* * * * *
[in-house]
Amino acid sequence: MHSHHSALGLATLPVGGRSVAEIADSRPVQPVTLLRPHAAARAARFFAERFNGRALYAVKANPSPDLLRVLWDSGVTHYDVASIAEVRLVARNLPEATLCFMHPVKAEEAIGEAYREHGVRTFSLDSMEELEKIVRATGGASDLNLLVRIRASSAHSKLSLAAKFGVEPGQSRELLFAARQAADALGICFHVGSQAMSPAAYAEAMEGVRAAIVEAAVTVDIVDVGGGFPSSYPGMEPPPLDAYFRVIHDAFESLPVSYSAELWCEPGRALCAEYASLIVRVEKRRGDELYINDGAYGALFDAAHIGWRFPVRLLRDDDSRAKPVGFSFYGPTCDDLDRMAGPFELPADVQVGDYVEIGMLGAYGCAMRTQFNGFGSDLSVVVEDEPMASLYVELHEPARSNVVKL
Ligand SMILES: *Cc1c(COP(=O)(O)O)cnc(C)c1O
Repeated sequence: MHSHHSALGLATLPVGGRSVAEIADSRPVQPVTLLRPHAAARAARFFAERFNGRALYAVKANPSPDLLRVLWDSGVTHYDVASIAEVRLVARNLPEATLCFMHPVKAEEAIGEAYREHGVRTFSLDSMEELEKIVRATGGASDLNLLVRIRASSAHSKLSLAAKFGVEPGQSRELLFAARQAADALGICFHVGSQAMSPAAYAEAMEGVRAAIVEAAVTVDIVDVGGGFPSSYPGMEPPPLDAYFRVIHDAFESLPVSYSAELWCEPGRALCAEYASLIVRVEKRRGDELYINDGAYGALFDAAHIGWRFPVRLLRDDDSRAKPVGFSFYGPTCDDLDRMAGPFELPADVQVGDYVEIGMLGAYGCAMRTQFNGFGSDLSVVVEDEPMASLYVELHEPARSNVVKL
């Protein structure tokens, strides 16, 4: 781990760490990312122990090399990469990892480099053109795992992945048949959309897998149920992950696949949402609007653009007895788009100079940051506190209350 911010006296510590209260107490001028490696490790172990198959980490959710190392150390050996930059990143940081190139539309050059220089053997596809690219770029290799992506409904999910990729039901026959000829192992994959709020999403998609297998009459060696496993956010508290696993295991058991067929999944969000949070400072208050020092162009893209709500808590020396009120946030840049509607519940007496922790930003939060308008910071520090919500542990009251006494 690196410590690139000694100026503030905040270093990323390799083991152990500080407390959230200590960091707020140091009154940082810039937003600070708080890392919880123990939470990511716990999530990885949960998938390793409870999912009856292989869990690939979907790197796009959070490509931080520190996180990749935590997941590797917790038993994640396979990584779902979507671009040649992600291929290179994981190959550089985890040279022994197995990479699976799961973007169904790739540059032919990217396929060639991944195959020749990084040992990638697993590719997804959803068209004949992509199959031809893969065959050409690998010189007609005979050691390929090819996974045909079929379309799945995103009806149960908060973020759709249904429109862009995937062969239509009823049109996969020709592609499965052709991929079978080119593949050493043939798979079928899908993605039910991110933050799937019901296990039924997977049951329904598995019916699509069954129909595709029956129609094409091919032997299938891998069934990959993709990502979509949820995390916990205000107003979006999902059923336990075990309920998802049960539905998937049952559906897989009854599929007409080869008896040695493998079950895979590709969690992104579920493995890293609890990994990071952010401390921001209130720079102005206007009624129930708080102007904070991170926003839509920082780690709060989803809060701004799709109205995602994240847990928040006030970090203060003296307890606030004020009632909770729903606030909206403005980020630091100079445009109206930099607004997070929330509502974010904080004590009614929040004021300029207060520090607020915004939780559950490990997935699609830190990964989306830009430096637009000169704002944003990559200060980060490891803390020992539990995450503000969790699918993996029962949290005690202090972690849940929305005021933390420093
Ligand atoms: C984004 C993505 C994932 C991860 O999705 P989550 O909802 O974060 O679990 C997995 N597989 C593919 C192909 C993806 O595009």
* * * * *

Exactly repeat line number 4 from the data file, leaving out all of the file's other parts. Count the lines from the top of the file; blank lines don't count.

Repeated sequence: MHSHHSALGLATLPVGGRSVAEIADSRPVQPVTLLRPHAAARAARFFAERFNGRALYAVKANPSPDLLRVLWDSGVTHYDVASIAEVRLVARNLPEATLCFMHPVKAEEAIGEAYREHGVRTFSLDSMEELEKIVRATGGASDLNLLVRIRASSAHSKLSLAAKFGVEPGQSRELLFAARQAADALGICFHVGSQAMSPAAYAEAMEGVRAAIVEAAVTVDIVDVGGGFPSSYPGMEPPPLDAYFRVIHDAFESLPVSYSAELWCEPGRALCAEYASLIVRVEKRRGDELYINDGAYGALFDAAHIGWRFPVRLLRDDDSRAKPVGFSFYGPTCDDLDRMAGPFELPADVQVGDYVEIGMLGAYGCAMRTQFNGFGSDLSVVVEDEPMASLYVELHEPARSNVVKL